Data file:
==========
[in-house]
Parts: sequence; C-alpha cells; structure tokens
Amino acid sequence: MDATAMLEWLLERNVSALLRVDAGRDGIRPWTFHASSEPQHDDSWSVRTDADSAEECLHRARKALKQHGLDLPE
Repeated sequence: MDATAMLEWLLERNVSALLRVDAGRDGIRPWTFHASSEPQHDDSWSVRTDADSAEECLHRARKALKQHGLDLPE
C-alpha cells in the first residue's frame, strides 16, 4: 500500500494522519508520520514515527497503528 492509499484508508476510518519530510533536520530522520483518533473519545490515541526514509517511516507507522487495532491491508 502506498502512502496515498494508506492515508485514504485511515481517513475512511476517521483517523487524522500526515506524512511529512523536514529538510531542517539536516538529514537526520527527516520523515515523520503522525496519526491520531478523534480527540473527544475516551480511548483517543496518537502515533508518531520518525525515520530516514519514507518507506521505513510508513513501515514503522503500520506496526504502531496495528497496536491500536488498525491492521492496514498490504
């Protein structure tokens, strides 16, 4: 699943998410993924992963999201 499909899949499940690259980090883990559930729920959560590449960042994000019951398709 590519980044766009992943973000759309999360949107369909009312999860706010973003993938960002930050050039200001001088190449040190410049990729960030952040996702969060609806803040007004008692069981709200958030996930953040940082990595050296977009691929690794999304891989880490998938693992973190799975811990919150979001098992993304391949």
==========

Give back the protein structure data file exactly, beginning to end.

[in-house]
Parts: sequence; C-alpha cells; structure tokens
Amino acid sequence: MDATAMLEWLLERNVSALLRVDAGRDGIRPWTFHASSEPQHDDSWSVRTDADSAEECLHRARKALKQHGLDLPE
Repeated sequence: MDATAMLEWLLERNVSALLRVDAGRDGIRPWTFHASSEPQHDDSWSVRTDADSAEECLHRARKALKQHGLDLPE
C-alpha cells in the first residue's frame, strides 16, 4: 500500500494522519508520520514515527497503528 492509499484508508476510518519530510533536520530522520483518533473519545490515541526514509517511516507507522487495532491491508 502506498502512502496515498494508506492515508485514504485511515481517513475512511476517521483517523487524522500526515506524512511529512523536514529538510531542517539536516538529514537526520527527516520523515515523520503522525496519526491520531478523534480527540473527544475516551480511548483517543496518537502515533508518531520518525525515520530516514519514507518507506521505513510508513513501515514503522503500520506496526504502531496495528497496536491500536488498525491492521492496514498490504
């Protein structure tokens, strides 16, 4: 699943998410993924992963999201 499909899949499940690259980090883990559930729920959560590449960042994000019951398709 590519980044766009992943973000759309999360949107369909009312999860706010973003993938960002930050050039200001001088190449040190410049990729960030952040996702969060609806803040007004008692069981709200958030996930953040940082990595050296977009691929690794999304891989880490998938693992973190799975811990919150979001098992993304391949």